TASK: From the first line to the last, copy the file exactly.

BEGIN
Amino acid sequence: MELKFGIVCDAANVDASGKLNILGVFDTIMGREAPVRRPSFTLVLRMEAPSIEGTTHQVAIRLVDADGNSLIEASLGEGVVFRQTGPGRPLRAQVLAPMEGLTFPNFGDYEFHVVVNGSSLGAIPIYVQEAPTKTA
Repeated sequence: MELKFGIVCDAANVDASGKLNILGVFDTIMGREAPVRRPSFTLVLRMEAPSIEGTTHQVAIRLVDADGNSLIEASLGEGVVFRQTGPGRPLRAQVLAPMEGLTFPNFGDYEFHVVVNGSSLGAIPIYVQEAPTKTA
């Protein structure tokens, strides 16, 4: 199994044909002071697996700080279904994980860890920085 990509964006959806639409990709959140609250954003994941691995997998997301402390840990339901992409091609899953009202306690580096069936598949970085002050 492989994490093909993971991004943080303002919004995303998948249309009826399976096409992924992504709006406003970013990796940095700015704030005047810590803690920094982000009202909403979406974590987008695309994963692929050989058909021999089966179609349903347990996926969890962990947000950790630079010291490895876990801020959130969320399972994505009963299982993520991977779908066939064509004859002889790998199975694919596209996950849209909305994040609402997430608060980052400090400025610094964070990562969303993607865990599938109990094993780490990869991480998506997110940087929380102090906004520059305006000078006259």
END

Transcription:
Amino acid sequence: MELKFGIVCDAANVDASGKLNILGVFDTIMGREAPVRRPSFTLVLRMEAPSIEGTTHQVAIRLVDADGNSLIEASLGEGVVFRQTGPGRPLRAQVLAPMEGLTFPNFGDYEFHVVVNGSSLGAIPIYVQEAPTKTA
Repeated sequence: MELKFGIVCDAANVDASGKLNILGVFDTIMGREAPVRRPSFTLVLRMEAPSIEGTTHQVAIRLVDADGNSLIEASLGEGVVFRQTGPGRPLRAQVLAPMEGLTFPNFGDYEFHVVVNGSSLGAIPIYVQEAPTKTA
């Protein structure tokens, strides 16, 4: 199994044909002071697996700080279904994980860890920085 990509964006959806639409990709959140609250954003994941691995997998997301402390840990339901992409091609899953009202306690580096069936598949970085002050 492989994490093909993971991004943080303002919004995303998948249309009826399976096409992924992504709006406003970013990796940095700015704030005047810590803690920094982000009202909403979406974590987008695309994963692929050989058909021999089966179609349903347990996926969890962990947000950790630079010291490895876990801020959130969320399972994505009963299982993520991977779908066939064509004859002889790998199975694919596209996950849209909305994040609402997430608060980052400090400025610094964070990562969303993607865990599938109990094993780490990869991480998506997110940087929380102090906004520059305006000078006259």